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my server 99% full disk folders would like to know I can remove without damaging my server.

the problem I have esque 30GB disk space and I have no idea as me to run out of space on my drive, my website only 1GB of space

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It's your data. You decide what you want to destroy. –  sarnold Jan 30 '12 at 2:33
    
Yes, but the problem I have esque 30GB disk space and I have no idea as me to run out of space on my drive, my website only 1GB of space –  Pardo Gamez Gerson Jan 30 '12 at 2:57

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up vote 4 down vote accepted

30GB disk space and I have no idea as me to run out of space on my drive, my website only 1GB of space

Okay, here we go, something concrete.

First things first, go find what is taking up all your space. If you're not properly expiring old logs, they are a prime candidate for taking up too much space without being too beneficial. Check /var/log/ or whatever else directories your might have configured to store your log files. (Some shared hosting environments may pick ~/httpd_logs/ or something similar. Look around.)

If you want to keep your old logs for analysis, compress them:

gzip -9 *.[1-9]

Many systems rotate logs through access.log to access.log.0, then move .0 to access.log.1, then move .1 to access.log.2, etc. So the above command compresses them all with gzip(1)'s highest compression level (plain text log files tend to compress really well). Then you can transfer them off your small storage hosting environment for analysis. Don't forget to delete them once you're done -- once you take them out of rotation, they'll never get cleaned up automatically.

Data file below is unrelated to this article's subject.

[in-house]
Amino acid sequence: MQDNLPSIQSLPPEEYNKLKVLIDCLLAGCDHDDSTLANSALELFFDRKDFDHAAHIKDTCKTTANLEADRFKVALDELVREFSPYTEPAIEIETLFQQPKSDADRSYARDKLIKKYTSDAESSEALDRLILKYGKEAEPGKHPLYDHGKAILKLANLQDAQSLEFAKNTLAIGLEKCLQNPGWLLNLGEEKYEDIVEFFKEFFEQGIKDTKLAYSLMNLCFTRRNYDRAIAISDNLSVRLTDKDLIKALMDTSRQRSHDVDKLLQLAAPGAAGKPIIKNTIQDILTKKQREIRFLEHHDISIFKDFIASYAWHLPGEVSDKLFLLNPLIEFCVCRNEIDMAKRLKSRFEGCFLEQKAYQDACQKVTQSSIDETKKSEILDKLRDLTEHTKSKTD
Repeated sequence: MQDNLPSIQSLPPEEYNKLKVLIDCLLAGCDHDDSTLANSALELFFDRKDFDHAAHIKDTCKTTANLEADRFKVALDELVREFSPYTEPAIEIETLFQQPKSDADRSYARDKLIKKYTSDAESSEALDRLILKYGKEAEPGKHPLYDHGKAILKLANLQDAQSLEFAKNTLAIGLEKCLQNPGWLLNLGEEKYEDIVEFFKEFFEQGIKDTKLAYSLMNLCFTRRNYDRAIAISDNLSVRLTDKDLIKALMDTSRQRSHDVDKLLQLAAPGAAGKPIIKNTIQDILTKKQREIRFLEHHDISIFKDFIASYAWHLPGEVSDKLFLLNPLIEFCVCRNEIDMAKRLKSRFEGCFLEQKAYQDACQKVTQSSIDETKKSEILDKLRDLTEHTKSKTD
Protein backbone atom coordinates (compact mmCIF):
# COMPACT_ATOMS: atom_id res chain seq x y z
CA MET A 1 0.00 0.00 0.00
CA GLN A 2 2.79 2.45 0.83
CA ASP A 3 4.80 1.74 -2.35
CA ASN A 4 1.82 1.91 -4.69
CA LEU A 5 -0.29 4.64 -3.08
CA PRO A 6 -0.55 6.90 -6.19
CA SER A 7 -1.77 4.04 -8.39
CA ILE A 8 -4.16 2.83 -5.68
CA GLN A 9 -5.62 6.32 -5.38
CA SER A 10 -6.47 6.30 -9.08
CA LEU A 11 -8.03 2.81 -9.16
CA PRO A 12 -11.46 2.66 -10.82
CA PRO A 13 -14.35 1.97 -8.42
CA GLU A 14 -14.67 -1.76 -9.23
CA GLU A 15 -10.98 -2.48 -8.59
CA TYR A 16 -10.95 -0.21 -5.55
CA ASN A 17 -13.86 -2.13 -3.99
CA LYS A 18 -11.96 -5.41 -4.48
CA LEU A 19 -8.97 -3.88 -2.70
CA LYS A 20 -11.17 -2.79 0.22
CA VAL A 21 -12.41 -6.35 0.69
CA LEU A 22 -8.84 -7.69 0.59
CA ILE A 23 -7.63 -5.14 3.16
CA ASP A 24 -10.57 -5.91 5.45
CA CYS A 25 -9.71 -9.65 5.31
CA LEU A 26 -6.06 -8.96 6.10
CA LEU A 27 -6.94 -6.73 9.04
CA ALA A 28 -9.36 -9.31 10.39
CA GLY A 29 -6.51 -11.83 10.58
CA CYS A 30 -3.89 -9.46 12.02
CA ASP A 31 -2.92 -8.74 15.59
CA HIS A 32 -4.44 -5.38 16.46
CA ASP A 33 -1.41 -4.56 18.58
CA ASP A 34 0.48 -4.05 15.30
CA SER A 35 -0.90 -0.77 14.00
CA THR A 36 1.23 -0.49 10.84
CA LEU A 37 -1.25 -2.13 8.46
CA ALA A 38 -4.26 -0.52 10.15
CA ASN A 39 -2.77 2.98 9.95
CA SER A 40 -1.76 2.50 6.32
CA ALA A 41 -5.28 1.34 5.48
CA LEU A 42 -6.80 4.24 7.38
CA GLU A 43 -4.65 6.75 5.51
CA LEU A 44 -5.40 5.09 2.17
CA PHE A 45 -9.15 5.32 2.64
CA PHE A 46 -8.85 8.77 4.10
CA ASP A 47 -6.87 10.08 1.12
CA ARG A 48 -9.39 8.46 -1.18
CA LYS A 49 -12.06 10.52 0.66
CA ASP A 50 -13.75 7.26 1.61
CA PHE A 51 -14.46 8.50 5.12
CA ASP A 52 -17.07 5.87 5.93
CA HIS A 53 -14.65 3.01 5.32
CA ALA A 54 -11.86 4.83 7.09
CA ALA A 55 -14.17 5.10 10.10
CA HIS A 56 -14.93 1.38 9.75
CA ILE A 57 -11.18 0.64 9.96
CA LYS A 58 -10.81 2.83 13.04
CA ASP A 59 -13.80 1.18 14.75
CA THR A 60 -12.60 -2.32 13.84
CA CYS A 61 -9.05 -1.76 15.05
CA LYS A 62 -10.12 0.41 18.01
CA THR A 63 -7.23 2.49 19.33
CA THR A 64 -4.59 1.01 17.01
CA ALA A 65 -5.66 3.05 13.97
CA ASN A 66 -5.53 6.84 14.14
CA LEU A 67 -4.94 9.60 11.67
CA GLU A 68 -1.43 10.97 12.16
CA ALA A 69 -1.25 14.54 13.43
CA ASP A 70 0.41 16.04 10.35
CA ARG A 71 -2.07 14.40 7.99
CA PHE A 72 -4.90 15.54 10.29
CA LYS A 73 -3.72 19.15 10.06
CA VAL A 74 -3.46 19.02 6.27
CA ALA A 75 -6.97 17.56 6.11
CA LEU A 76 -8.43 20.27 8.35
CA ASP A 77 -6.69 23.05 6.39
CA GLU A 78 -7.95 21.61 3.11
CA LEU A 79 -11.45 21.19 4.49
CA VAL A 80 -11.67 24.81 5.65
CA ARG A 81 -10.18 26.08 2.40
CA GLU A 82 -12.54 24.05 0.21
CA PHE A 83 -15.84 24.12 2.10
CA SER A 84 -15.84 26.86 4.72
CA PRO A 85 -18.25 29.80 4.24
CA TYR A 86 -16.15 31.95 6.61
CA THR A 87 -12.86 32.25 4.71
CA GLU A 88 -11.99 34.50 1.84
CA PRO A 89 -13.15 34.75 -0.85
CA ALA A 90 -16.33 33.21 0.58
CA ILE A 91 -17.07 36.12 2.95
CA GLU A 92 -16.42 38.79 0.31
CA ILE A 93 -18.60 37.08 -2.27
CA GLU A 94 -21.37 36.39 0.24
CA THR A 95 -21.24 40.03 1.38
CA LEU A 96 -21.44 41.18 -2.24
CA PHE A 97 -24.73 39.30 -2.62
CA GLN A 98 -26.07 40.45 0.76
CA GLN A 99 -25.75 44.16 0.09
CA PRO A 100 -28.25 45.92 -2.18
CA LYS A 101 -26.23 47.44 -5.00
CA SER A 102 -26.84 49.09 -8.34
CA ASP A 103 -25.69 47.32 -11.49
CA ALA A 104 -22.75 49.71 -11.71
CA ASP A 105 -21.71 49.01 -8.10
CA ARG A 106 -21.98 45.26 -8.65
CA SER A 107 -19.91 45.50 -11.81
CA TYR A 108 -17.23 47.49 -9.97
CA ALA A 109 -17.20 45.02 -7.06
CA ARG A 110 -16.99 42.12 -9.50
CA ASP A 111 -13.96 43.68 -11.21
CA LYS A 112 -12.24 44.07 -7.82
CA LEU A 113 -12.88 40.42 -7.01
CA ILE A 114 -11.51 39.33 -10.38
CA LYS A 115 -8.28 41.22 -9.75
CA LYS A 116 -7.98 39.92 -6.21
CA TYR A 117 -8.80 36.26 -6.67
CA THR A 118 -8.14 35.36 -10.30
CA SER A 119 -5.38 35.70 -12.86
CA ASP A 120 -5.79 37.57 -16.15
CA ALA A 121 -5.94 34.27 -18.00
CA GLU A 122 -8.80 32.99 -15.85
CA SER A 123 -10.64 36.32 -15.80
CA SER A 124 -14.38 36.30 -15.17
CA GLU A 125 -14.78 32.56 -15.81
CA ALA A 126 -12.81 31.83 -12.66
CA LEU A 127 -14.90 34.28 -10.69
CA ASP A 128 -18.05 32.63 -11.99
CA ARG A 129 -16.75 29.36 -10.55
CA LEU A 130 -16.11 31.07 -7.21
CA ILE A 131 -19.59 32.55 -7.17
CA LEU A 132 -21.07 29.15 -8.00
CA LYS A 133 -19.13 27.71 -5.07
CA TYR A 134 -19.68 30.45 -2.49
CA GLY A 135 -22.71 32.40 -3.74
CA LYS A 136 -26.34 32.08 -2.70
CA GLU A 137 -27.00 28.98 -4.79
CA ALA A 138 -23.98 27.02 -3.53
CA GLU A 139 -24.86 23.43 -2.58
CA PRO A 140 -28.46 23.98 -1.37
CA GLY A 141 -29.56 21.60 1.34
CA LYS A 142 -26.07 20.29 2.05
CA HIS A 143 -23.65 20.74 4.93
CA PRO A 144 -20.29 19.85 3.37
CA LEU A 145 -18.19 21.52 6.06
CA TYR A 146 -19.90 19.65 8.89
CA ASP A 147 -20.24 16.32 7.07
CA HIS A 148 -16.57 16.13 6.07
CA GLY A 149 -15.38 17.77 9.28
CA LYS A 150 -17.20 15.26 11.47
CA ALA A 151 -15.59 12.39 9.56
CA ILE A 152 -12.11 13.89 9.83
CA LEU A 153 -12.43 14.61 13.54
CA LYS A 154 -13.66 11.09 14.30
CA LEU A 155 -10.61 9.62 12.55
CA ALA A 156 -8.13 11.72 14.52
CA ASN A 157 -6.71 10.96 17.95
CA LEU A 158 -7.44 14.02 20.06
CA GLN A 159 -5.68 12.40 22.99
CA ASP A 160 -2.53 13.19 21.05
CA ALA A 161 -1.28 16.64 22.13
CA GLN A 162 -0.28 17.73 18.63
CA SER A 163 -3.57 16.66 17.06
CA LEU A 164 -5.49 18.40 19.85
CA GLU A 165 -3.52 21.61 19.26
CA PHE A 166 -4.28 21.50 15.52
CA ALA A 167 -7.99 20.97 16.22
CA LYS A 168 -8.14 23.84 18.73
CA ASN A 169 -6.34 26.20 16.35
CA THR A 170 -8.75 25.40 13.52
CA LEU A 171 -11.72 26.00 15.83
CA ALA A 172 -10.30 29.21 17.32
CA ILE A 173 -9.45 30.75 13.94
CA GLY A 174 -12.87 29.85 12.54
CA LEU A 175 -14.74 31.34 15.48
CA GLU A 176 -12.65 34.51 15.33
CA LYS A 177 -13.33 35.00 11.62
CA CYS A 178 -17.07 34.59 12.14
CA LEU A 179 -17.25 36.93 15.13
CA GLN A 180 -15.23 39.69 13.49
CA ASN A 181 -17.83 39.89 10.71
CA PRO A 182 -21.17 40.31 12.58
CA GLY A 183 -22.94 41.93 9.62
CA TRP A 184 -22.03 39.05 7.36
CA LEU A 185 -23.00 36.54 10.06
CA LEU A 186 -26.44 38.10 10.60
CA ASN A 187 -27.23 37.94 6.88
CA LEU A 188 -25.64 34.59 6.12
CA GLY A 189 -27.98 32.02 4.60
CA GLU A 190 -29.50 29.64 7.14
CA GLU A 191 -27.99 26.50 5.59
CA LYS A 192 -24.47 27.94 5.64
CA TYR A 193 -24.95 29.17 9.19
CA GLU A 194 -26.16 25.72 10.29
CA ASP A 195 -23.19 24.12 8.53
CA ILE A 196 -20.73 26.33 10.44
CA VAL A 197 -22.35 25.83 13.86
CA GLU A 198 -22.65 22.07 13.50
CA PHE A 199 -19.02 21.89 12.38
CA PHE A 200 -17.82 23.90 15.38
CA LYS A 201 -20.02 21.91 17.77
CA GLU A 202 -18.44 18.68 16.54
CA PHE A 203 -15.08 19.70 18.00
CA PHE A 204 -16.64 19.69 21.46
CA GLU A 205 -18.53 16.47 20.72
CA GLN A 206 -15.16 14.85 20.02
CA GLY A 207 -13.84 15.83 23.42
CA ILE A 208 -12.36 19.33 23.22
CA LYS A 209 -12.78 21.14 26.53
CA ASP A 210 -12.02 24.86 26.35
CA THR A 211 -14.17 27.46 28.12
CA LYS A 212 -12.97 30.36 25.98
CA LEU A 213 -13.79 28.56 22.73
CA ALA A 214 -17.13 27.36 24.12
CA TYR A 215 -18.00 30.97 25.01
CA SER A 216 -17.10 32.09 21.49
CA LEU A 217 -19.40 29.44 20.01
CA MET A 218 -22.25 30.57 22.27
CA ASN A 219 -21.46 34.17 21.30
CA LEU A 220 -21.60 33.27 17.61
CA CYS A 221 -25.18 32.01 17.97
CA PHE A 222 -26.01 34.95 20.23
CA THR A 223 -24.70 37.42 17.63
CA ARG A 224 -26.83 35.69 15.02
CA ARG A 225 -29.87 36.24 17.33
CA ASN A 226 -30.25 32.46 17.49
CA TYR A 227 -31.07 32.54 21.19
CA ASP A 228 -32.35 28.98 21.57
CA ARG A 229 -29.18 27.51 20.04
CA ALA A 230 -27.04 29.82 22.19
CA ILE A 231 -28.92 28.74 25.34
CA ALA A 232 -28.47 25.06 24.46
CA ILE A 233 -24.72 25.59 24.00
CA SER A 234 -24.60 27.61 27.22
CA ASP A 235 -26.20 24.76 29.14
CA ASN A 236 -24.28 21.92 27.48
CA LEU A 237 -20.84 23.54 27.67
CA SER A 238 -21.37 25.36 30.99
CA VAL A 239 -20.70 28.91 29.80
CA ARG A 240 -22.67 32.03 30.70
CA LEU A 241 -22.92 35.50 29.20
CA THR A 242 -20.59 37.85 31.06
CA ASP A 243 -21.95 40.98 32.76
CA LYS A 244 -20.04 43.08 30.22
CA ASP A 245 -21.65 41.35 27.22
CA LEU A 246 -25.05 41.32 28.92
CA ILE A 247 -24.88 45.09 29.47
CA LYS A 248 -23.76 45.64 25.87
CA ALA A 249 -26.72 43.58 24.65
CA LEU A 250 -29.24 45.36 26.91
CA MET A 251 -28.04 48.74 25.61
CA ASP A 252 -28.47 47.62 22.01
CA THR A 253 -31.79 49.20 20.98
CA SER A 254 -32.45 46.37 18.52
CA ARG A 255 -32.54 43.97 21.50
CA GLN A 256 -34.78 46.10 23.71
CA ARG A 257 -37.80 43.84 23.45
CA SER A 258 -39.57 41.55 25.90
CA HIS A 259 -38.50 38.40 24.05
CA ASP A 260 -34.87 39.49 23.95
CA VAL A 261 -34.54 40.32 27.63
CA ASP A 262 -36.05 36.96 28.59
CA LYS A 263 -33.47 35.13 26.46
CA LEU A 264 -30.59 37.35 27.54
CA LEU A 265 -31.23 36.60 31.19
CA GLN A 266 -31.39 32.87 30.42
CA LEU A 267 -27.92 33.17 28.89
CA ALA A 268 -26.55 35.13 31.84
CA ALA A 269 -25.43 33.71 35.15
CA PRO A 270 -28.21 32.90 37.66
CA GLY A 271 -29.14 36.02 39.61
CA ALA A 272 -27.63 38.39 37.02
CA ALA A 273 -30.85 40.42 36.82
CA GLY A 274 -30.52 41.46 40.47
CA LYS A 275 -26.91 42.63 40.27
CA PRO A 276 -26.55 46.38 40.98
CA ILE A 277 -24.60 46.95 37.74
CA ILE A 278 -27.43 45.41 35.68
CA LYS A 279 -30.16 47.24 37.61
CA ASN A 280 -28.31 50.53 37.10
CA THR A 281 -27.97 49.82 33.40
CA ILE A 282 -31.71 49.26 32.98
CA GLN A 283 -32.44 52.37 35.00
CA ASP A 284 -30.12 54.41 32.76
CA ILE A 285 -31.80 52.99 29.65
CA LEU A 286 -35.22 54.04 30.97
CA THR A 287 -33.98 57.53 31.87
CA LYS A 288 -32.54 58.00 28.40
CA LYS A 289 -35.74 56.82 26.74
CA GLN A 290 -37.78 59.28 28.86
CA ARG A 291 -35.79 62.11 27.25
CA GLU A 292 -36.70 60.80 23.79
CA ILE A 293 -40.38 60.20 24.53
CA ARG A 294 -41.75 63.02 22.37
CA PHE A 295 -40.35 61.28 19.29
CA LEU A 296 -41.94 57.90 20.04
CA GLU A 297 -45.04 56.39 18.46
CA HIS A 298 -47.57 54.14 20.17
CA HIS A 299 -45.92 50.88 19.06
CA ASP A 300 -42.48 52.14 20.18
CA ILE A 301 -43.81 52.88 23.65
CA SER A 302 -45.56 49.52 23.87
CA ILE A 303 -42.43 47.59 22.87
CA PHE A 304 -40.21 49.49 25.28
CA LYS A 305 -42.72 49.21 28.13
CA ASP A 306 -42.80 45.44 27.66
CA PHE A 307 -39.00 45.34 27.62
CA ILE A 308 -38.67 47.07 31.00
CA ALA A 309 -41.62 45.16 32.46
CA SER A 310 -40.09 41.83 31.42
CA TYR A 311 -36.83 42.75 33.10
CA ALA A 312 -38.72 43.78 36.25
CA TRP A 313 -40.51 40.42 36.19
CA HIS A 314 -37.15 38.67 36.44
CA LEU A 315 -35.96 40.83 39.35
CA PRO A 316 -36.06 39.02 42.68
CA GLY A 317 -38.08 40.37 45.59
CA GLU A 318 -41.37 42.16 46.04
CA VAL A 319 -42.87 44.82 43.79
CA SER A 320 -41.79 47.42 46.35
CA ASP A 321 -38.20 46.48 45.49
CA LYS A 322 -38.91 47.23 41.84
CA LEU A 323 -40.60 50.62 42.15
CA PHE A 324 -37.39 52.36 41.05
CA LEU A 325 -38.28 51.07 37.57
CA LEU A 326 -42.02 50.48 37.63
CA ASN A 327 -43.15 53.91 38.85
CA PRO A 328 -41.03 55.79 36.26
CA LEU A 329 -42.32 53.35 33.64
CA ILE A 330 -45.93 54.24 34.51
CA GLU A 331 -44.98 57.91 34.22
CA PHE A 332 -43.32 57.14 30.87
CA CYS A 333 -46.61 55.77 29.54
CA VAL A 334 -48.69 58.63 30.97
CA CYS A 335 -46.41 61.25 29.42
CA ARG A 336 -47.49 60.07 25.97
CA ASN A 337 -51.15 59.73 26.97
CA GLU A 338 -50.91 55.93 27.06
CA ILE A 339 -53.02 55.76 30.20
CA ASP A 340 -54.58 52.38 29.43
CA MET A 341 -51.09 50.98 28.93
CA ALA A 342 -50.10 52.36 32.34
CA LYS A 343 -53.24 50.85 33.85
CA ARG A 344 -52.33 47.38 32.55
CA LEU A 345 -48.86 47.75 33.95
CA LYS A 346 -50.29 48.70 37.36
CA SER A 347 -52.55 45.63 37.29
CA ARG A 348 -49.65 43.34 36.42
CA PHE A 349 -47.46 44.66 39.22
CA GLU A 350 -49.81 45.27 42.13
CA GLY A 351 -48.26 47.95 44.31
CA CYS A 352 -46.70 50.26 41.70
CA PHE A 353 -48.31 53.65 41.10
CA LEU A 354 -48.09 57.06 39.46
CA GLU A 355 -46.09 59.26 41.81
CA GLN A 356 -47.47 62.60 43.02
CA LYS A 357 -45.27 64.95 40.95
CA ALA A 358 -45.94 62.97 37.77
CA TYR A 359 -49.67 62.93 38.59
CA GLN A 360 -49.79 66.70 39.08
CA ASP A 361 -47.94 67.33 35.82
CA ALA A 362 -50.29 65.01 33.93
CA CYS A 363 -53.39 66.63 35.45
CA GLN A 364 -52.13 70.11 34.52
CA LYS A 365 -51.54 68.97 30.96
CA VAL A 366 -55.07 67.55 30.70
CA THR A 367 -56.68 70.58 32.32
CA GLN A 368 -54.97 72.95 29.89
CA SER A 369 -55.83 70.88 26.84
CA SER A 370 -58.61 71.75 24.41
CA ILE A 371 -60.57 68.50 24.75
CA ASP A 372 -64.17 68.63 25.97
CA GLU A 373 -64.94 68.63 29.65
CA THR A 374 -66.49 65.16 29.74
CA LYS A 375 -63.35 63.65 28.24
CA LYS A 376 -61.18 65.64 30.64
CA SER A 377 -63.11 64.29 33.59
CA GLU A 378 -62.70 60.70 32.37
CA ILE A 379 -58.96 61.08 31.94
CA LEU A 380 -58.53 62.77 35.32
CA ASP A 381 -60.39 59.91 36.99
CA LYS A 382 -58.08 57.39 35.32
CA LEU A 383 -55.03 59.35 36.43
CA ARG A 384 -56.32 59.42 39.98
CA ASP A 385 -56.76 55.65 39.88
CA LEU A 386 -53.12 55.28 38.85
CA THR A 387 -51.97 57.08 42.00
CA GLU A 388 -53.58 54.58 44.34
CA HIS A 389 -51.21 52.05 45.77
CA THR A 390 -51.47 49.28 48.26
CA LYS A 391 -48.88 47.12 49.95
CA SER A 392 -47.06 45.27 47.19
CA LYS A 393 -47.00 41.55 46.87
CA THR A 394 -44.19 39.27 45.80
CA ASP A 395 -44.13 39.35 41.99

Then go hunting for space more generally:

du -m | sort -n

The last line of this will represent the directory with the largest amount of stored data underneath it. Lines earlier in the output are less full. This output will show you which ones will give you the best improvements for your time. (This won't necessarily be the ones that you should delete, but getting rid of one needless one-gigabyte file is way more effective than getting rid of one hundred one-megabyte files.)

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+1, partly for a good answer and partly because it felt wrong to leave you with a rep of 666. :) BTW, don't forget to check what's in /tmp. –  John Gardeniers Jan 30 '12 at 9:11
    
@John: Good point about /tmp, I learned some bad habits from my first ISP that let anyone use /tmp without quota and the full knowledge that it might all go away any second. It only takes losing everything in /tmp on reboot once to learn that those habits were mistakes. :) –  sarnold Jan 30 '12 at 22:36
    
I learned a slightly different lesson, cause by /tmp not being cleaned out periodically. :( –  John Gardeniers Jan 31 '12 at 0:18
    
@John: hehe, also a lesson worth learning. Hope it didn't cause too much trouble. –  sarnold Jan 31 '12 at 0:23

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